Washington’s Olympic Peninsula and its dozens of pristine rivers are widely referenced as the premier destination for winter steelhead in the lower 48 states. In reality, this hallowed region suffers the same fate of dwindling winter steelhead runs as the rest of the coast. Shadows of their former runs, Olympic Peninsula (OP) steelhead now have a glimmer of hope thanks to a bold new regulatory decision for Washington’s Department of Fish and Wildlife (WDFW).
On Tuesday, December 8th, WDFW fishery managers announced new rules for the winter steelhead fishery. The new set of rules represents a complete paradigm shift in how this delicate and diminished species is managed. Change hurts; many stakeholders of this fishery will suffer, but these runs of steelhead were nearing the brink of collapse, as most were consistently missing escapement goals. Several stakeholder groups were vehemently opposed to the new rules and drummed up significant opposition, which garnered enough support to hold an emergency WDFW hearing last week, leaving many people unsure that these regulations were going to stand. But, thanks to overwhelming support the regulations are in effect immediately and will hopeful make a positive impact on the fisheries of the Olympic Peninsula.
Without bold changes, like these rules, the entire fishery was heading towards complete closure and Endangered Species designation. So, while this will put some guides out of business and affect how people have targeted steelhead for decades, you can still fish.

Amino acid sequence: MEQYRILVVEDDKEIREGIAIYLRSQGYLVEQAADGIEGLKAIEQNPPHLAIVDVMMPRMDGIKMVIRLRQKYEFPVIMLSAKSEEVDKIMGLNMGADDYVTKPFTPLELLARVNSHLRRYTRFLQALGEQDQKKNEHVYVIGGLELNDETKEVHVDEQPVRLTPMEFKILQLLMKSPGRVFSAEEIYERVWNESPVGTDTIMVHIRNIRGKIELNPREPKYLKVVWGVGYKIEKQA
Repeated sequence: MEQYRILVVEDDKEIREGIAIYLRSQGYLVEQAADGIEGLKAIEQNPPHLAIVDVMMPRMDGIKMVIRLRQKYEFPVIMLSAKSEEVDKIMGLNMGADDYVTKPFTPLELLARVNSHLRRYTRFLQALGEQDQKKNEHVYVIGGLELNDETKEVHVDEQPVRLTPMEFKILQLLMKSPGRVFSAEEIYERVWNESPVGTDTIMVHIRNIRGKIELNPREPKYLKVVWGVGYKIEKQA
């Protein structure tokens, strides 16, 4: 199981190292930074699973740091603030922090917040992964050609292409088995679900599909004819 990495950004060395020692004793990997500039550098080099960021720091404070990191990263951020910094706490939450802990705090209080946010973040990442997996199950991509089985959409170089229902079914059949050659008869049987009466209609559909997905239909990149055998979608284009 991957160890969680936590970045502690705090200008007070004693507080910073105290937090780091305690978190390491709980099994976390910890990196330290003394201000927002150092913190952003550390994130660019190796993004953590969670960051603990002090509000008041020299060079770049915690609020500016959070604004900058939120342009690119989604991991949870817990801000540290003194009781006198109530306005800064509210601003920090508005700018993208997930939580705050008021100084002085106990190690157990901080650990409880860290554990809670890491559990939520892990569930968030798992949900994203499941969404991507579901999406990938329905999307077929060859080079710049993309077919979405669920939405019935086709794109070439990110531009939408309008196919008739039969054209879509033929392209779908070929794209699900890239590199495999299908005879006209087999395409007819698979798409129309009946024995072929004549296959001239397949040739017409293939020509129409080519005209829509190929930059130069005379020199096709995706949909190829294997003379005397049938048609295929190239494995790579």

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“Some are happy, some are upset, and I’m sure we just went through this with an election, but at the end of the day we are all anglers, and Americans,” said Lael Paul Johnson @flygyde. “Now that the decision has been made, it is up to us to either come together and make the best of STILL BEING ABLE TO FISH.”
Beginning December 14th, the following changes will affect all fishing on Washington’s coastal tributaries:
- Fishing from a floating device is prohibited.
- Selective gear rules are in effect prohibiting the use of bait (including scents or scented materials), except only one single-point barbless hook is allowed.
- Anglers must release all rainbow trout.